Commission for St Albert the Great Chapel and Catholic Student Center
in Hammond, Louisiana
Acrylic on Ampersand Gessobord, 7'0" x 7'6"
This large-scale work represents St. Albert the Great (c. 1200 – November 15, 1280), also known as Albertus Magnus and Albert of Cologne. The German Dominican friar, bishop, philosopher and theologian is one of only 36 Doctors of the Church. He is probably best known as the mentor of St. Thomas Aquinas, whose teachings form the core of priestly education. St. Albert is patron saint of medical technicians, philosophers, scientists, and students.
There are few depictions of Albert and none from during his lifetime. Of the few that exist, Tommaso da Modena’s fresco in the convent of San Nicolo at Treviso, is the most well-known and represents our modern conception of Albert. From this starting point, the artist’s vision was to create a work that depicted Albert, the scholar, surrounded by symbols that influenced him and demonstrate his legacy. Shown in his study, glancing up from his manuscript with a slight smile, perhaps as his protégé, St. Thomas enters. Clothed in Dominican robes and mitre, symbol of his office, Bishop of Regensburg, his face reflects our understanding of Albert. We see a deep philosopher, keen scientist, devoted teacher, and steadfast friend, all things reflected in his writings.
The candle, the light of knowledge, illuminates his face and symbols of his life and influence. The bust of Aristotle over Albert’s right shoulder alludes to his study of the complete works of Aristotle and his synthesis of Aristotle and Christian philosophy. St. Albert digested, interpreted, and systematized the whole of Aristotle’s works, gleaned from the Latin translations and notes of the Arabian commentators. Most modern knowledge of Aristotle was preserved and presented by St. Albert.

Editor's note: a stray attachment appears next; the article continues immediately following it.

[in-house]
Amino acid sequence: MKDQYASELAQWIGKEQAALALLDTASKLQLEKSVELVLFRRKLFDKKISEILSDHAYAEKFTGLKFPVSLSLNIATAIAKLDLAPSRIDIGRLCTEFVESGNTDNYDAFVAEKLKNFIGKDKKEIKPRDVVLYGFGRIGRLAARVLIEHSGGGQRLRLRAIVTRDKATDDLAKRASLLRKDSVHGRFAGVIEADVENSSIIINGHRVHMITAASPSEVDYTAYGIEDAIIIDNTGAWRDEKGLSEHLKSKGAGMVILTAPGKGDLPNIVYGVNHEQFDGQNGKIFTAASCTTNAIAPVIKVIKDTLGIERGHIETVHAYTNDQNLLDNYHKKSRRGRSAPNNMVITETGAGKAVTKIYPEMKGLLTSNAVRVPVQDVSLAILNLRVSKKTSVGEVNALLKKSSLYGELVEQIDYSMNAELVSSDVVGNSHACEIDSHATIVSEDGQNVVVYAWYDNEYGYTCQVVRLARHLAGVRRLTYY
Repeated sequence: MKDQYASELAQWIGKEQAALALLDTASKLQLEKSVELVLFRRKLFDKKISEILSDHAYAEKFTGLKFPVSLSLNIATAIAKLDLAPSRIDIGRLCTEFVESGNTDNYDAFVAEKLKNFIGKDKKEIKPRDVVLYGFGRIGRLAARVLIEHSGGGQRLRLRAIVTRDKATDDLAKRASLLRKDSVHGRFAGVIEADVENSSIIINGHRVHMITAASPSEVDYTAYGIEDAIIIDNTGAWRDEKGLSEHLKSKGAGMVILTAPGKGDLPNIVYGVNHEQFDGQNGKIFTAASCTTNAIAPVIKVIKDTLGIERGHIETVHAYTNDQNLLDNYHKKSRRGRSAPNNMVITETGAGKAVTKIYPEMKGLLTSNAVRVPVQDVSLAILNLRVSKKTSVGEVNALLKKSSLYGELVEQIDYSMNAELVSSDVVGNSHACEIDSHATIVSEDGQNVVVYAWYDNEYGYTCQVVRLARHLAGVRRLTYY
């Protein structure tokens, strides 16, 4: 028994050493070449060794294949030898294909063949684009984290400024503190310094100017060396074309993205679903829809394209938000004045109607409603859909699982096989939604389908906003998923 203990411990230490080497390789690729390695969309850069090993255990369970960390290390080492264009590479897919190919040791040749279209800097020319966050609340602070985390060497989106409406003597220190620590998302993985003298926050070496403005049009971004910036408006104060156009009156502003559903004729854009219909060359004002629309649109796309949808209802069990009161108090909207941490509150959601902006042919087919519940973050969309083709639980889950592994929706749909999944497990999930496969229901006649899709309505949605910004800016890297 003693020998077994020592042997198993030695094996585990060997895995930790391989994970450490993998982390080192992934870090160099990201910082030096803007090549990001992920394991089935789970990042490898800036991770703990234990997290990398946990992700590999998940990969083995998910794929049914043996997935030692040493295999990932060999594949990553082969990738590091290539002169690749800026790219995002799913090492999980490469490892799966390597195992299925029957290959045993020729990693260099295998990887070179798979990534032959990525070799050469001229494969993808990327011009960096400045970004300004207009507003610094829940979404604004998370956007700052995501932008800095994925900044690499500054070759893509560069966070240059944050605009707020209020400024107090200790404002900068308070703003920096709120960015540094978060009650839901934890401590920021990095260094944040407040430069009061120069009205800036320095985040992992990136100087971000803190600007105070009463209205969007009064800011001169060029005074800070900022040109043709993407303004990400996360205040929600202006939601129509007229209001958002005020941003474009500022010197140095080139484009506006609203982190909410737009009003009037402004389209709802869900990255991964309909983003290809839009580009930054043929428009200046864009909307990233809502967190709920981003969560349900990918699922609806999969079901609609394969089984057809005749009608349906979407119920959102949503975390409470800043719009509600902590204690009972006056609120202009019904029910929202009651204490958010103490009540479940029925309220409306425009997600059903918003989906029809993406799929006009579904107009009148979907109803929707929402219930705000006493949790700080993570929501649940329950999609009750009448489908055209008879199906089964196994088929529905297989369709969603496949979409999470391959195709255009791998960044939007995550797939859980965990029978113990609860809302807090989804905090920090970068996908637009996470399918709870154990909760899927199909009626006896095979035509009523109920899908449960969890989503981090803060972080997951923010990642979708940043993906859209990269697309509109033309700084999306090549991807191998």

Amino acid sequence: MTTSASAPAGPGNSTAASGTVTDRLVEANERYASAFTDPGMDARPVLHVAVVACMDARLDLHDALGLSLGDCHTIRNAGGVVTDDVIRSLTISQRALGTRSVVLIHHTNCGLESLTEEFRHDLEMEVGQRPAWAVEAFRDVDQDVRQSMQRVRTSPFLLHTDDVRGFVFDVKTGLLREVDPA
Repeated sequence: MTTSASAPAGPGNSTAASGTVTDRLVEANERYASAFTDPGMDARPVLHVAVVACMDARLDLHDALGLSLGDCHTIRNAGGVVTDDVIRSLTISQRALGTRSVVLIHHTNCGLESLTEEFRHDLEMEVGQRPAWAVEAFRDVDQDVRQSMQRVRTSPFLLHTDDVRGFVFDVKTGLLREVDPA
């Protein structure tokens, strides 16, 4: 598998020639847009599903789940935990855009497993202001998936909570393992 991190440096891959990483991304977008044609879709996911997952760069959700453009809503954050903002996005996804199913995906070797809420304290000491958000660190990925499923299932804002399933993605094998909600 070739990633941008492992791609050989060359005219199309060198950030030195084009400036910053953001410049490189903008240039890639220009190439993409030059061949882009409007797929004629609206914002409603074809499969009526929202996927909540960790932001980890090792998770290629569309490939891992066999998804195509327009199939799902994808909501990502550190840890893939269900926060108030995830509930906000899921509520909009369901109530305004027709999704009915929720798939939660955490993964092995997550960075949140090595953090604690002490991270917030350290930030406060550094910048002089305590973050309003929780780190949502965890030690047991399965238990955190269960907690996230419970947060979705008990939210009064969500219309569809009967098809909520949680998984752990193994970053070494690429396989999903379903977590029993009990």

The light of knowledge also captures symbols of Albert’s far ranging studies. Astronomy, theology, psychology, minerology, botany, logic, ethics, friendship, law, justice and love were all subjects of Albert’s mind and pen. They are all overtly, as in the astrolabe, or subtly, included in the work. One very well-known aspect of Albert’s personality is depicted on the globe, representative of his all-encompassing interests. Humility, from the Latin root humus or earth, was perhaps his most significant trait. The artist has attempted to demonstrate Albert’s unique blend of humility in combination with his devotion to science, philosophy and brotherly love with a depiction of a humble creature springing from and atop a world both physical and metaphysical.
Time and Albert’s contribution far beyond his mortal life is represented by the hourglass as are the writings he produced. Albert’s writings collected in 1899 went to thirty-eight volumes, which is reflected by numerous books depicted on the shelves around him.
The Pfälzer Löwe or Palatinate Lion is both a reference Albert’s native land, the Holy Roman Empire County Palatine of the Rhine, and to Southeastern Louisiana University, whose Catholic Student Center commissioned the work.
Unveiling and blessing of St. Albert the Great painting